Positive DMT2 status appears to exacerbate AD pathology in the presence of ApoE ε4 [30]. Although insulin mitigates Aβ deposition and hyperphosphorylation of tau [17,31], DM in combination with ApoE ε4 may lead to excessive phosphorylation of tau [32], but only in subjects with late stage AD [21]. DM modifies metabolism of Aβ and tau causing Aβ/tau-dependent pathological changes, although there is evidence that suggests an interaction of Aβ/tau-dependent and -independent mechanisms [31]. Evidence supports insulin’s role in cognition, synaptic remodelling and facilitation of memory [33]. On the other hand, insulin has been shown to modulate the level of Aβ, to protect neurons against detrimental effects of Aβ on synapses [33]. It further facilitates reduction of amyloid plaques, downregulation of Aβ-derived diffusible ligand-binding sites and also to promote tau hypophosphorylation, which stabilizes microtubules. These data and the observation that the combination of insulin and other antidiabetic medication is associated with lower neuritic plaque density [23,34] are providing a rationale for using insulin to treat AD high-risk patients [35-37].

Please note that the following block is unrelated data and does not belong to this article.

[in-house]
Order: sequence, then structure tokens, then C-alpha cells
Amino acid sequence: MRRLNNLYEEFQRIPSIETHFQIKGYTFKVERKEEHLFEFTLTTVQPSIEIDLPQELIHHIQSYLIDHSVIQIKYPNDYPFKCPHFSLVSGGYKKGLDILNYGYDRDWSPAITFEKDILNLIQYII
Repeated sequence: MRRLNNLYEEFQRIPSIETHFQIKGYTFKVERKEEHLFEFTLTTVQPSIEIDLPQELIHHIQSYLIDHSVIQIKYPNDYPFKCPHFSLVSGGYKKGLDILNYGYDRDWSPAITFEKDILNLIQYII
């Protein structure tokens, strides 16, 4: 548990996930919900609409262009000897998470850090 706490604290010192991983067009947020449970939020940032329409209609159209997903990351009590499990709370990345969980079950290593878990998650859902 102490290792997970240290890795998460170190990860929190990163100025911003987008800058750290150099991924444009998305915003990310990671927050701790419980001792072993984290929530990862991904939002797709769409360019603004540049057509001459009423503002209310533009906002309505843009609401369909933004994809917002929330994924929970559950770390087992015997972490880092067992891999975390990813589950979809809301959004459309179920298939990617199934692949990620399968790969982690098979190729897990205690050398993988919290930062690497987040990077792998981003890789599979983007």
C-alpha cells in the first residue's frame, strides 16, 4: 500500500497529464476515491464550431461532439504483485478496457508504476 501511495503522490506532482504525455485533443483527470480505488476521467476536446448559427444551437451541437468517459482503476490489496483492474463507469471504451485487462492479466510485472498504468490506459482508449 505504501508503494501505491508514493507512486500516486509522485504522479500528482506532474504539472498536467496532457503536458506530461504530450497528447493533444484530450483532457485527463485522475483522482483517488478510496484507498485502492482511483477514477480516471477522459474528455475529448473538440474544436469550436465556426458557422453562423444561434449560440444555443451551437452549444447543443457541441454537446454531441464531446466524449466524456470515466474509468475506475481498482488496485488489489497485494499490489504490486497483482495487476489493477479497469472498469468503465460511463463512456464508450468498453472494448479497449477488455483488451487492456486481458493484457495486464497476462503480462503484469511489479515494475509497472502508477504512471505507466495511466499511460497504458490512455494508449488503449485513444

Insulin resistance, hyperinsulinemia and hyperglycemia can affect the amyloid cascade by reducing Aβ clearance and promote the onset of AD [9,28,38]. Overlapping with AD pathology, they aggravate the progression of neurodegeneration due to oxidative stress, disordered control of protein translation, neurotoxicity by Advanced Glycation End-Products (AGE), mitochondrial dysfunction, neuroinflammation, and a variety of other mechanisms as common pathogenic backgroud culminating in synaptic dysfunction and memory loss [16,26,39-44]. Recent research data indicate that there is a widespread conformational change in the protein control and other molecular mechanisms involved in both AD and DMT2 that form β-sheet like motifs, interacting with other proteins and consequently catalyzing their translation into the toxic state may lead to neurodegeneration and also to cerebral hypoperfusion, which result in dysfunction and degeneration of neuroglial cells and myelin components [45,46]. In vivo seeding and cross-seeding of local amyloid may represent another molecular link between AD and DMT2 [47].